On appeal, Huffco asserts that genuine issues of material fact exist both as to the question of whether an agreement existed between Massey and Huffco which obligated Massey to share in the well's expenses and whether Huffco detrimentally relied on representations by Massey that he was a participant in the project's expenses. This court does not agree.
The district court correctly held that no genuine issue of material fact exists as to whether Massey entered into an enforceable agreement with Huffco. Under Mississippi law, a mineral owner whose interest is force integrated is not liable for a pro rata share of drilling expenses in an unproductive well, absent an agreement to share expenses. Miss. Code Ann. 53-3-7(a) (1972). In Sonat Exploration Company v. Mann, 785 F.2d 1232, 1234 (5th Cir. 1986), this court held that a commonly used form designated Authorization for Expenditure does not, absent a valid operating agreement, constitute a contractual undertaking which obligates a person to pay drilling costs. In the case at bar, the uncontradicted proof shows that Massey and Huffco negotiated for, but never agreed to, a mutually acceptable joint operating agreement. Although they exchanged drafts of proposed operating agreements, the parties never reached an express agreement that Massey would pay any part of the well expenses.
Huffco argues that even though the parties did not sign a written joint operating agreement, Massey nonetheless was obligated to pay. Huffco asserts that Massey's "actions and inactions" during the drilling of the well were customary for a person who had agreed to share the well's expenses. Huffco contends that Massey, by acting in accordance with industry custom, could become obligated to share in the expenses.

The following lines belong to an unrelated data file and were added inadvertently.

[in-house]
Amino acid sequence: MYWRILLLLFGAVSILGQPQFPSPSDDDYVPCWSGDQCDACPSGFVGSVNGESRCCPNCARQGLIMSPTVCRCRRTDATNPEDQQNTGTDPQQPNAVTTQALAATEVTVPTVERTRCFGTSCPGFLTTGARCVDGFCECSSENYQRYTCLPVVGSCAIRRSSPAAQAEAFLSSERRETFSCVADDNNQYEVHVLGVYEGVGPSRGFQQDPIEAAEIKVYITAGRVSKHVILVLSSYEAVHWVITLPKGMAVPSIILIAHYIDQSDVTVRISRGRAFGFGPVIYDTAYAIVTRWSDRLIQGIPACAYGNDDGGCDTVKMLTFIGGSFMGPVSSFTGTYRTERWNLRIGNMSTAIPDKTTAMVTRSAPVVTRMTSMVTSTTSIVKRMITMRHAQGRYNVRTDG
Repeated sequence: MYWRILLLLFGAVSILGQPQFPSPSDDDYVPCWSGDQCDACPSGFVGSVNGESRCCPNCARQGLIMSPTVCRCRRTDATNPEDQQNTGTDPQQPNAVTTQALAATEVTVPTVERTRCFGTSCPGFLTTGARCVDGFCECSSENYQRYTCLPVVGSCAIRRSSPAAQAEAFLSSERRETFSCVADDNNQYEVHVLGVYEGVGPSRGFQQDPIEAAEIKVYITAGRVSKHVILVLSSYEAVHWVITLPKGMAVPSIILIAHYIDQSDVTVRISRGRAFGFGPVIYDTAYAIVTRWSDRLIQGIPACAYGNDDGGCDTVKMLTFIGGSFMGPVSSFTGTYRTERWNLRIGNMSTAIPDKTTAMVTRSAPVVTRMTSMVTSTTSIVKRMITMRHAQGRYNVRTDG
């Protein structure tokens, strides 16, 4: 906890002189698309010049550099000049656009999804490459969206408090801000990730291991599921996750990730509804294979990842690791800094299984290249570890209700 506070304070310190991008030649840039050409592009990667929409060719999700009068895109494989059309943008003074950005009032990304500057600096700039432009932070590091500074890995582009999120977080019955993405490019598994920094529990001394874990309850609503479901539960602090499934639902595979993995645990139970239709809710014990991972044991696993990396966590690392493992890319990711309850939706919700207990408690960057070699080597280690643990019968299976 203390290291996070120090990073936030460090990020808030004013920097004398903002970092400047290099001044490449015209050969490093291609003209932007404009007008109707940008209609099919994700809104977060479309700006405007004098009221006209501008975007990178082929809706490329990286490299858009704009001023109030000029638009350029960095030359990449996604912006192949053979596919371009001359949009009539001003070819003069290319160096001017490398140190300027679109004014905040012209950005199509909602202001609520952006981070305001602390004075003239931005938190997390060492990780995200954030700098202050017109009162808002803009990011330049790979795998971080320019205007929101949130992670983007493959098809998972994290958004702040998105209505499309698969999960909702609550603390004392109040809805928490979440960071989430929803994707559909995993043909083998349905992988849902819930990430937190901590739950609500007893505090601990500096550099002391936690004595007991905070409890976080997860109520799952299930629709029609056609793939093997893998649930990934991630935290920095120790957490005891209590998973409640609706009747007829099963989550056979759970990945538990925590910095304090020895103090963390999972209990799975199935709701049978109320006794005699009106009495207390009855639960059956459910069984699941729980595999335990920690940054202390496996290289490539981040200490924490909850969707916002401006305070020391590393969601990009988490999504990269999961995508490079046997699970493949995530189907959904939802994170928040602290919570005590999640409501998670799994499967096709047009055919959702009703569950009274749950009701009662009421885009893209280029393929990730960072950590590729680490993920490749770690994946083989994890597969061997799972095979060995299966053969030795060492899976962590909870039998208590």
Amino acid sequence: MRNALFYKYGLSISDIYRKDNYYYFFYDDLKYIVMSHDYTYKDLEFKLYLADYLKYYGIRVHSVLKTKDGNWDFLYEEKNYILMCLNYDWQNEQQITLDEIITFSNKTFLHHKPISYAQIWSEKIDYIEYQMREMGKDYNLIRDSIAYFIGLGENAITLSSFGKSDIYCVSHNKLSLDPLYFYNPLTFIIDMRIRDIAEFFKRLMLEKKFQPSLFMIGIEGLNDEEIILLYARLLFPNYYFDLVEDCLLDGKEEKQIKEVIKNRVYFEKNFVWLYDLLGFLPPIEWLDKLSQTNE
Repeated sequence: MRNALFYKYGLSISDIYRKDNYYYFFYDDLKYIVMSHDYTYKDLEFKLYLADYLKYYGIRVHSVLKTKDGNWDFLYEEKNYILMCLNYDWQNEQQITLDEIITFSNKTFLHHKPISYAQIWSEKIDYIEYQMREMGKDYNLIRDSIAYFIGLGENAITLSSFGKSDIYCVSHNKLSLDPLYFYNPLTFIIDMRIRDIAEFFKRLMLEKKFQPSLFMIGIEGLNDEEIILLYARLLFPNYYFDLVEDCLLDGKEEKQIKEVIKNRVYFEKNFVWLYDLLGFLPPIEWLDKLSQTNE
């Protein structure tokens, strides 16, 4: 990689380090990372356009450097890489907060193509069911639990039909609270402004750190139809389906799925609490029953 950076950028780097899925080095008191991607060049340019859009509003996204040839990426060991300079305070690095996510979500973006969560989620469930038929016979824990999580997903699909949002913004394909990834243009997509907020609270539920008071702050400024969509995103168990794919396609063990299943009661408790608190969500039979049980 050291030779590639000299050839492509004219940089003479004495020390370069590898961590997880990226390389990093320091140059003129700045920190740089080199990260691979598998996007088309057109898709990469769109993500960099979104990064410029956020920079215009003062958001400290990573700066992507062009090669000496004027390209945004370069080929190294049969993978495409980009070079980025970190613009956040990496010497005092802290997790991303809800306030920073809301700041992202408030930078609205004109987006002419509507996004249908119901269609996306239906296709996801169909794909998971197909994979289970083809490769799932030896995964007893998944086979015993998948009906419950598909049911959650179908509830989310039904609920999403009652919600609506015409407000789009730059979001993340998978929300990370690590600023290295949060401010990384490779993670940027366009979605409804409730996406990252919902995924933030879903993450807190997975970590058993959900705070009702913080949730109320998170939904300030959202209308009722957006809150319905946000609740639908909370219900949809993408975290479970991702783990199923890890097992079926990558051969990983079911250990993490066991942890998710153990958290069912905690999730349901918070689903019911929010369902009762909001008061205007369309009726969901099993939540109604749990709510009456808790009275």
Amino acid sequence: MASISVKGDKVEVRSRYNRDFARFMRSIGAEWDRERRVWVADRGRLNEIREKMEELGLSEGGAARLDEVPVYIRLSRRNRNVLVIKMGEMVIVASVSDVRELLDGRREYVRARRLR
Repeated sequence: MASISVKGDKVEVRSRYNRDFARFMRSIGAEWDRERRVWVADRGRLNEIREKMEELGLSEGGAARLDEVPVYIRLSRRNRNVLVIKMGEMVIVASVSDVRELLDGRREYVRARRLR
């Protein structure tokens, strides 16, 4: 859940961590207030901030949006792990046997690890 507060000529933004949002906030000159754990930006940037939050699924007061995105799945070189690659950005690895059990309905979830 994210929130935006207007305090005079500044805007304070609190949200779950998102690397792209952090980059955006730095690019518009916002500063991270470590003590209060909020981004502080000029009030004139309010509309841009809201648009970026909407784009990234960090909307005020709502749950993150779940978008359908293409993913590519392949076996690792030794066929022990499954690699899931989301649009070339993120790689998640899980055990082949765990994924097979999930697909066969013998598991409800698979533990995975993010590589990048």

Assuming that Massey and Huffco proceeded in a manner that was customary in the oil industry, such behavior, absent a joint operating agreement or other equivalent contractual undertaking to pay expenses does not create an enforceable contract. Custom in an industry cannot, under Mississippi law, create a contract. Sonat Exploration Company, supra; Fireman's Fund Ins. Co. v. Williams, 170 Miss. 199, 154 So. 545 (1934). In addition, the handwritten message by Massey on the cash call letter cannot be construed to constitute an agreement to pay a pro rata share of drilling expenses. Given the status of the interest and payment negotiations between Huffco and Massey, the meaning of the statement "payment will be forthcoming" is too ambiguous to constitute an enforceable written agreement by which Massey obligated himself to pay 12.5% of the well's expenses. Moreover, following the cash call letter and Massey's response, Huffco sent Massey a new proposed joint operating agreement. This action by Huffco is inconsistent with any determination by it that Massey was committed to share in the well's expenses by his cash call response.